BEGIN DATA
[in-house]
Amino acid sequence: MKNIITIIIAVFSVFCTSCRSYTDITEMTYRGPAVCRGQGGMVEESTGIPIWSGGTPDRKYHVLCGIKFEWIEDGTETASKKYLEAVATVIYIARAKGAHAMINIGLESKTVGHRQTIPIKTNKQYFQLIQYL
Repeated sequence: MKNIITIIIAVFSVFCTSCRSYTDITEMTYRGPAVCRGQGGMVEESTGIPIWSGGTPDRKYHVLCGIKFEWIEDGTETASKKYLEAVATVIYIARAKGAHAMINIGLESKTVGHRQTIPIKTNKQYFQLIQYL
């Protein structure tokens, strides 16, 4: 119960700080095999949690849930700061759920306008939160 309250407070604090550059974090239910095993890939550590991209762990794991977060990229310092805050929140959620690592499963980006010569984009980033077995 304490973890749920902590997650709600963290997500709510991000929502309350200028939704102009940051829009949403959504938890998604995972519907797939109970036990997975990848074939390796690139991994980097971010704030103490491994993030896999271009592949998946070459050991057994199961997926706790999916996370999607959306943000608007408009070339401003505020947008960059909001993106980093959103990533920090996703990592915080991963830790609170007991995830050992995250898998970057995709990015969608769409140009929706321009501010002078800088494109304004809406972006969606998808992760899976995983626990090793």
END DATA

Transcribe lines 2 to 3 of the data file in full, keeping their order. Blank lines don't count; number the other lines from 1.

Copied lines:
Amino acid sequence: MKNIITIIIAVFSVFCTSCRSYTDITEMTYRGPAVCRGQGGMVEESTGIPIWSGGTPDRKYHVLCGIKFEWIEDGTETASKKYLEAVATVIYIARAKGAHAMINIGLESKTVGHRQTIPIKTNKQYFQLIQYL
Repeated sequence: MKNIITIIIAVFSVFCTSCRSYTDITEMTYRGPAVCRGQGGMVEESTGIPIWSGGTPDRKYHVLCGIKFEWIEDGTETASKKYLEAVATVIYIARAKGAHAMINIGLESKTVGHRQTIPIKTNKQYFQLIQYL